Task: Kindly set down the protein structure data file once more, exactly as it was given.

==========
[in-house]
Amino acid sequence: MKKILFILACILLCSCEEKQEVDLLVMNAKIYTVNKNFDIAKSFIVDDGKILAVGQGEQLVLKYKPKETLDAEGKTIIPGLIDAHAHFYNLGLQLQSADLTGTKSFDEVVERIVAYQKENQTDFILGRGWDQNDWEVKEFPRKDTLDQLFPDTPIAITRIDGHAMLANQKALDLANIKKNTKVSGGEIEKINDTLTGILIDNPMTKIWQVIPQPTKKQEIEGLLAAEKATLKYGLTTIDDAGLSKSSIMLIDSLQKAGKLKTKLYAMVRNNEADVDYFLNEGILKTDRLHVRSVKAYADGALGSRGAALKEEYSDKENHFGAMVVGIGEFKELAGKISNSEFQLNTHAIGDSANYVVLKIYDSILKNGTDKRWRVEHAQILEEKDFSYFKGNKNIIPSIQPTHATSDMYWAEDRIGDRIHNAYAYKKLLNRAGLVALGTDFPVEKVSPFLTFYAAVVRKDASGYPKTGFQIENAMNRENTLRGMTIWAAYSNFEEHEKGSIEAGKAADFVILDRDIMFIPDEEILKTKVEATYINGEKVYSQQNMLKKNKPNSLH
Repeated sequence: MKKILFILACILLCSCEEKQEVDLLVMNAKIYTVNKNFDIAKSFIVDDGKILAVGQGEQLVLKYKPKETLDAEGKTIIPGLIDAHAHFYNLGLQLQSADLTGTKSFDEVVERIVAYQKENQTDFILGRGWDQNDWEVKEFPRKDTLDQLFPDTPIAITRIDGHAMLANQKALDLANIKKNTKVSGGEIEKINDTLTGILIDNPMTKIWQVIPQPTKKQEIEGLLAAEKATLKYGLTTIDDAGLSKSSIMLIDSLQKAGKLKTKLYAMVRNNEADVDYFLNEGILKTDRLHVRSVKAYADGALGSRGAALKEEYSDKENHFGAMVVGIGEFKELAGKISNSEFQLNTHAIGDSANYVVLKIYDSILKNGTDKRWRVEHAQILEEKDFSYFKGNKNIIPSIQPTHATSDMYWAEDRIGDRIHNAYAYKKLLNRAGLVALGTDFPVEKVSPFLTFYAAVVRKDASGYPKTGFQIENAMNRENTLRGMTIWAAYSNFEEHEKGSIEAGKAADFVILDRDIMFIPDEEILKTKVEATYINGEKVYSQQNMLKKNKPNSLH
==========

[in-house]
Amino acid sequence: MKKILFILACILLCSCEEKQEVDLLVMNAKIYTVNKNFDIAKSFIVDDGKILAVGQGEQLVLKYKPKETLDAEGKTIIPGLIDAHAHFYNLGLQLQSADLTGTKSFDEVVERIVAYQKENQTDFILGRGWDQNDWEVKEFPRKDTLDQLFPDTPIAITRIDGHAMLANQKALDLANIKKNTKVSGGEIEKINDTLTGILIDNPMTKIWQVIPQPTKKQEIEGLLAAEKATLKYGLTTIDDAGLSKSSIMLIDSLQKAGKLKTKLYAMVRNNEADVDYFLNEGILKTDRLHVRSVKAYADGALGSRGAALKEEYSDKENHFGAMVVGIGEFKELAGKISNSEFQLNTHAIGDSANYVVLKIYDSILKNGTDKRWRVEHAQILEEKDFSYFKGNKNIIPSIQPTHATSDMYWAEDRIGDRIHNAYAYKKLLNRAGLVALGTDFPVEKVSPFLTFYAAVVRKDASGYPKTGFQIENAMNRENTLRGMTIWAAYSNFEEHEKGSIEAGKAADFVILDRDIMFIPDEEILKTKVEATYINGEKVYSQQNMLKKNKPNSLH
Repeated sequence: MKKILFILACILLCSCEEKQEVDLLVMNAKIYTVNKNFDIAKSFIVDDGKILAVGQGEQLVLKYKPKETLDAEGKTIIPGLIDAHAHFYNLGLQLQSADLTGTKSFDEVVERIVAYQKENQTDFILGRGWDQNDWEVKEFPRKDTLDQLFPDTPIAITRIDGHAMLANQKALDLANIKKNTKVSGGEIEKINDTLTGILIDNPMTKIWQVIPQPTKKQEIEGLLAAEKATLKYGLTTIDDAGLSKSSIMLIDSLQKAGKLKTKLYAMVRNNEADVDYFLNEGILKTDRLHVRSVKAYADGALGSRGAALKEEYSDKENHFGAMVVGIGEFKELAGKISNSEFQLNTHAIGDSANYVVLKIYDSILKNGTDKRWRVEHAQILEEKDFSYFKGNKNIIPSIQPTHATSDMYWAEDRIGDRIHNAYAYKKLLNRAGLVALGTDFPVEKVSPFLTFYAAVVRKDASGYPKTGFQIENAMNRENTLRGMTIWAAYSNFEEHEKGSIEAGKAADFVILDRDIMFIPDEEILKTKVEATYINGEKVYSQQNMLKKNKPNSLH